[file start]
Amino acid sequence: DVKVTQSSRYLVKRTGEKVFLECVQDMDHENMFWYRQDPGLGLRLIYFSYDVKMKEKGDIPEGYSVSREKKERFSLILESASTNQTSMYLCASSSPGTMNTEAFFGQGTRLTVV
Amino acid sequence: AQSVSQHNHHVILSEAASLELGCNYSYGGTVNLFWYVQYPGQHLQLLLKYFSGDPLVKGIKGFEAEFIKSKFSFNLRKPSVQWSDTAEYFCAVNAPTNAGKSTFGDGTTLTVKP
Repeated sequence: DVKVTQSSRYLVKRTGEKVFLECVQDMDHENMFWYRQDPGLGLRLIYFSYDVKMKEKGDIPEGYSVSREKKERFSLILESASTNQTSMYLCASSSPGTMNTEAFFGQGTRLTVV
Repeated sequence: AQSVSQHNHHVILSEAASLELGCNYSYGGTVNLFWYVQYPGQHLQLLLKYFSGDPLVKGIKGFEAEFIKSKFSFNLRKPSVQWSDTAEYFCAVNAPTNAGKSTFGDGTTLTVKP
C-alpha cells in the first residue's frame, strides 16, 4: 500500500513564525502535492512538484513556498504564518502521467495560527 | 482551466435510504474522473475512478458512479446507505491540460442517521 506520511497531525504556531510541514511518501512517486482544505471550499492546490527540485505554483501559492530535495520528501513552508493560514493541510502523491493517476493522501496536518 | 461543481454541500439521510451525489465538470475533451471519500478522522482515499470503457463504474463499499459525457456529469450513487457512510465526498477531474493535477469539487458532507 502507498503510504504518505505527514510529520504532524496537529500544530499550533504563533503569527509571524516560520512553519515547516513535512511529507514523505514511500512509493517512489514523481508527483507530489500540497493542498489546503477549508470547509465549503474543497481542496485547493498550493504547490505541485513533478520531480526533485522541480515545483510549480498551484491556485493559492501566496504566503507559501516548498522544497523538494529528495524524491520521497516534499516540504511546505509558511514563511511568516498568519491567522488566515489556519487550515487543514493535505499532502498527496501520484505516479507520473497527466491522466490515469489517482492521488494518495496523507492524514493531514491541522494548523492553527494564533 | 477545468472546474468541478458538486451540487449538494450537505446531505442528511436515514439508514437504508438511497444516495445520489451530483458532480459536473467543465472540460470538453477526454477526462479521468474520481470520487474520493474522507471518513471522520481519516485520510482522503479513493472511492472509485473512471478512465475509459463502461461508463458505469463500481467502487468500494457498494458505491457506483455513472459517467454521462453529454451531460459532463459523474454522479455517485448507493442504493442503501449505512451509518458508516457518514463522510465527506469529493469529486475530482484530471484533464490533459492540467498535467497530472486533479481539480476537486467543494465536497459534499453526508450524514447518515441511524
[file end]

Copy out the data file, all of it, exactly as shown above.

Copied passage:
Amino acid sequence: DVKVTQSSRYLVKRTGEKVFLECVQDMDHENMFWYRQDPGLGLRLIYFSYDVKMKEKGDIPEGYSVSREKKERFSLILESASTNQTSMYLCASSSPGTMNTEAFFGQGTRLTVV
Amino acid sequence: AQSVSQHNHHVILSEAASLELGCNYSYGGTVNLFWYVQYPGQHLQLLLKYFSGDPLVKGIKGFEAEFIKSKFSFNLRKPSVQWSDTAEYFCAVNAPTNAGKSTFGDGTTLTVKP
Repeated sequence: DVKVTQSSRYLVKRTGEKVFLECVQDMDHENMFWYRQDPGLGLRLIYFSYDVKMKEKGDIPEGYSVSREKKERFSLILESASTNQTSMYLCASSSPGTMNTEAFFGQGTRLTVV
Repeated sequence: AQSVSQHNHHVILSEAASLELGCNYSYGGTVNLFWYVQYPGQHLQLLLKYFSGDPLVKGIKGFEAEFIKSKFSFNLRKPSVQWSDTAEYFCAVNAPTNAGKSTFGDGTTLTVKP
C-alpha cells in the first residue's frame, strides 16, 4: 500500500513564525502535492512538484513556498504564518502521467495560527 | 482551466435510504474522473475512478458512479446507505491540460442517521 506520511497531525504556531510541514511518501512517486482544505471550499492546490527540485505554483501559492530535495520528501513552508493560514493541510502523491493517476493522501496536518 | 461543481454541500439521510451525489465538470475533451471519500478522522482515499470503457463504474463499499459525457456529469450513487457512510465526498477531474493535477469539487458532507 502507498503510504504518505505527514510529520504532524496537529500544530499550533504563533503569527509571524516560520512553519515547516513535512511529507514523505514511500512509493517512489514523481508527483507530489500540497493542498489546503477549508470547509465549503474543497481542496485547493498550493504547490505541485513533478520531480526533485522541480515545483510549480498551484491556485493559492501566496504566503507559501516548498522544497523538494529528495524524491520521497516534499516540504511546505509558511514563511511568516498568519491567522488566515489556519487550515487543514493535505499532502498527496501520484505516479507520473497527466491522466490515469489517482492521488494518495496523507492524514493531514491541522494548523492553527494564533 | 477545468472546474468541478458538486451540487449538494450537505446531505442528511436515514439508514437504508438511497444516495445520489451530483458532480459536473467543465472540460470538453477526454477526462479521468474520481470520487474520493474522507471518513471522520481519516485520510482522503479513493472511492472509485473512471478512465475509459463502461461508463458505469463500481467502487468500494457498494458505491457506483455513472459517467454521462453529454451531460459532463459523474454522479455517485448507493442504493442503501449505512451509518458508516457518514463522510465527506469529493469529486475530482484530471484533464490533459492540467498535467497530472486533479481539480476537486467543494465536497459534499453526508450524514447518515441511524